National Youth Commission Minister Chen Yi-chen (陳以真) was reportedly tapped to lead a soon-to-be-established branch office under the Executive Yuan in Chiayi City, arousing suspicion and prompting the Democratic Progressive Party (DPP) to accuse the government of using national resources for political rewards.
If the Executive Yuan is using government resources as political rewards or as a method of inserting people in advantageous positions, it is a waste of national resources, DPP spokesperson Lin Chun-hsien (林俊憲) said, adding that such methods would not gain public approval.
The criticism came in the wake of a report published in the Chinese-language China Times yesterday that quoted anonymous sources as saying that the Chinese Nationalist Party (KMT) planned to have the 35-year-old TV news anchor-turned-politician represent the party in the 2014 mayoral election in Chiayi City, traditionally a pan-green stronghold.
In her first run for public office in Chiayi in the legislative elections on Jan. 14 this year, Chen lost to the DPP’s Chen Ming-wen (陳明文), a veteran politician, by a narrow margin of 70,477 votes to 86,828.
The Executive Yuan currently has three branches, one each in Greater Taichung, Greater Kaohsiung and Taitung County.
According to the China Times report, Chen Yi-chen would succeed Executive Yuan Deputy Secretary-General Steven Chen (陳士魁) to lead the Chiayi branch office after part of the government restructuring plan — under which the commission is to be folded into the Ministry of Education and the Council of Labor Affairs — takes effect at the end of this year.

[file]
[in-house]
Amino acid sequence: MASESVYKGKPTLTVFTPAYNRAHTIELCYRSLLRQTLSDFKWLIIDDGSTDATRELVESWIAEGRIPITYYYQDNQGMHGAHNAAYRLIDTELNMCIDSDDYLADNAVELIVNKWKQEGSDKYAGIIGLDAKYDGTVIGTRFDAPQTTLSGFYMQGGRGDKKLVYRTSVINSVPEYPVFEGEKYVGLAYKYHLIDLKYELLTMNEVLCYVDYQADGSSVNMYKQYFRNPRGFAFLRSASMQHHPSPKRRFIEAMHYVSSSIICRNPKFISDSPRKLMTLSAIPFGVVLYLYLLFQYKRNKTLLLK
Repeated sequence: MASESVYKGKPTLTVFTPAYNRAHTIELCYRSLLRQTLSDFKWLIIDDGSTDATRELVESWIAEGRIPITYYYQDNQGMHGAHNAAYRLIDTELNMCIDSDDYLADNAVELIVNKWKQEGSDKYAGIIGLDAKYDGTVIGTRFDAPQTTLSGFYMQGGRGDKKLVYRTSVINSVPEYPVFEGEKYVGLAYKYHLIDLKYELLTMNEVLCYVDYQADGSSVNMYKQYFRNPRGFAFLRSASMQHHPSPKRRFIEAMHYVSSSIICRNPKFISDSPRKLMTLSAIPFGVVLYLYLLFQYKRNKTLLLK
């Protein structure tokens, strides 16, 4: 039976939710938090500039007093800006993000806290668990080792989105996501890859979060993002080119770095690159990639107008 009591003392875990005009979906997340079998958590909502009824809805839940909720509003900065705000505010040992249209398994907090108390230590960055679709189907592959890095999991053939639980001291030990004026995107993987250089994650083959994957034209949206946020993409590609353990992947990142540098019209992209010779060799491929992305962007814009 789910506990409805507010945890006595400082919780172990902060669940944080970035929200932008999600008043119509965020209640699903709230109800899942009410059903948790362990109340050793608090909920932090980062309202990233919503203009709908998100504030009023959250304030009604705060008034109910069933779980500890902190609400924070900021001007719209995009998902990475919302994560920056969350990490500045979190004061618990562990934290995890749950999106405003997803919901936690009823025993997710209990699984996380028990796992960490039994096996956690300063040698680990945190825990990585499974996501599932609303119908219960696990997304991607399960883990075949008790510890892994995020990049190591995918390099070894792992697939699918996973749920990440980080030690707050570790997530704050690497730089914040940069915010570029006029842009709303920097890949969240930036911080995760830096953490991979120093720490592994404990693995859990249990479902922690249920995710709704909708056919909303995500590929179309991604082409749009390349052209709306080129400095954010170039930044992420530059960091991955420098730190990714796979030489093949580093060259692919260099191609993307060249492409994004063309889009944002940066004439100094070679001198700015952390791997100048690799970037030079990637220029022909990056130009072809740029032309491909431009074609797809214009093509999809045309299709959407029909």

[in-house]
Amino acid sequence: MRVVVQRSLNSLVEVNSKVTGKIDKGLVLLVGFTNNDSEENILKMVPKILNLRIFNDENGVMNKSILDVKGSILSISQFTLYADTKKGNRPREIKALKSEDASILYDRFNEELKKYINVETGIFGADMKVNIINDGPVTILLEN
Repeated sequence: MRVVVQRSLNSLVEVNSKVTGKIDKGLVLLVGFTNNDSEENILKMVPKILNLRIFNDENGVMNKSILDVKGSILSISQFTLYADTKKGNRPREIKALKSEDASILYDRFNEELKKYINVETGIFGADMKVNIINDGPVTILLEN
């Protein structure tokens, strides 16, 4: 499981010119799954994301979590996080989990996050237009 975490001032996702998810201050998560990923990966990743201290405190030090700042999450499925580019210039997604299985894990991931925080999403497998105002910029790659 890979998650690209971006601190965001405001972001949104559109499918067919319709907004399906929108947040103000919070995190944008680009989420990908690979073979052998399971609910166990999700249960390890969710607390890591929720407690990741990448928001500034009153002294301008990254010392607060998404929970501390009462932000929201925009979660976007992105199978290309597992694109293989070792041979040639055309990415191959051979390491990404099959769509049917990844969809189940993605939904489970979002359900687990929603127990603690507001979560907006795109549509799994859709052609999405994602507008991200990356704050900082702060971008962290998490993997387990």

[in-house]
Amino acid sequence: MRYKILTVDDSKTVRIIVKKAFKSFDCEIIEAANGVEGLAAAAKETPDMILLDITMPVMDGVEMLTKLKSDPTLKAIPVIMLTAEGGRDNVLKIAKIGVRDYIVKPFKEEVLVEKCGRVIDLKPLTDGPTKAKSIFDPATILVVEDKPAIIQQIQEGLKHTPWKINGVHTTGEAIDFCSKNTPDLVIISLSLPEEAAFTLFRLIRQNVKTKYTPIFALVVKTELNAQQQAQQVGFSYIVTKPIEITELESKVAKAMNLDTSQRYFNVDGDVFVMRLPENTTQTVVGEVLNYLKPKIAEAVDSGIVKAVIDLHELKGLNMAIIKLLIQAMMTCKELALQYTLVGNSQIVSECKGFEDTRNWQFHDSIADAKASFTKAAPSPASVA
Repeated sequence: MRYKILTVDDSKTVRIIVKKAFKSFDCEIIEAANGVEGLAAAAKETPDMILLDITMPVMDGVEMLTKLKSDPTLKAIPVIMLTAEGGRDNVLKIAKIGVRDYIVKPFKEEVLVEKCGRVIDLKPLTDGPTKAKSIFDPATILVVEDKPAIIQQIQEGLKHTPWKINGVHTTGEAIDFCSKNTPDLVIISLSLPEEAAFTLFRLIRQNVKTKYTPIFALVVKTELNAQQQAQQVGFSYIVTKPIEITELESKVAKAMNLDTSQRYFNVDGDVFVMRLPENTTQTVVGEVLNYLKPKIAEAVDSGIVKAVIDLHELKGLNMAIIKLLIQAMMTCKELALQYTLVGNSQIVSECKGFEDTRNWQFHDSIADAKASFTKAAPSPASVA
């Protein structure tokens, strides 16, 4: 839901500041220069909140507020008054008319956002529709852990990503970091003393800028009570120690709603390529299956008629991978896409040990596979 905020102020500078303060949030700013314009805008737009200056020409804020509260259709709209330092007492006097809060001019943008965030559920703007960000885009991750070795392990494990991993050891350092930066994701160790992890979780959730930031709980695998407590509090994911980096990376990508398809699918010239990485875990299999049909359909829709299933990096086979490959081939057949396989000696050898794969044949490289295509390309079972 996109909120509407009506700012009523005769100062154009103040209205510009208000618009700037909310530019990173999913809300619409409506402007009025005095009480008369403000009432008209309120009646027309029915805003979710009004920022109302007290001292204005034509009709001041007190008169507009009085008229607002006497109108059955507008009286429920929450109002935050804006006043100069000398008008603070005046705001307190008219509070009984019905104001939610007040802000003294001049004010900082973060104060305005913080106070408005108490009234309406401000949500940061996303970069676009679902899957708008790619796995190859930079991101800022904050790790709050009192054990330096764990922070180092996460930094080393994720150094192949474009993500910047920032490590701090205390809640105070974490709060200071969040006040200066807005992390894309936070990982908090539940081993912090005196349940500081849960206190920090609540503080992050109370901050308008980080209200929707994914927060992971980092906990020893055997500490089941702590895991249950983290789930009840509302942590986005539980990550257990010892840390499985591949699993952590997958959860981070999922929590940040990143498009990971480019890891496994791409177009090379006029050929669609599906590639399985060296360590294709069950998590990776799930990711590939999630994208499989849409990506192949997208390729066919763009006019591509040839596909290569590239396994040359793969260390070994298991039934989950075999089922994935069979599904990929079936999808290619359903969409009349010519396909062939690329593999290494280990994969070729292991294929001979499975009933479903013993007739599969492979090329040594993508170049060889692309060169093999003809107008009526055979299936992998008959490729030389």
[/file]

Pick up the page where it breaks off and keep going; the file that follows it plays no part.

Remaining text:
Premier Sean Chen (陳冲) yesterday did not deny the possibility of such a move when asked for verification of the China Times report.
However, he declined further comment on the matter “until some time later.”
However, the premier confirmed that the new branch office is scheduled to start operations on Sunday, and Steven Chen is set to double as executive-general of the office in its initial stage of establishment.
The newspaper added that Chen Yi-chen’s husband, Yang Wei-chung (楊偉中), who has already regularly engaged in local activities on behalf of his wife to maintain ties with leaders of local communities, would be designated as deputy head of the branch office.
When asked for comment yesterday, Yang said it would be impossible for his wife and himself to serve as the head and deputy of the same agency.
Additional reporting by Lin Yi-chang
Translated by Jake Chung, staff writer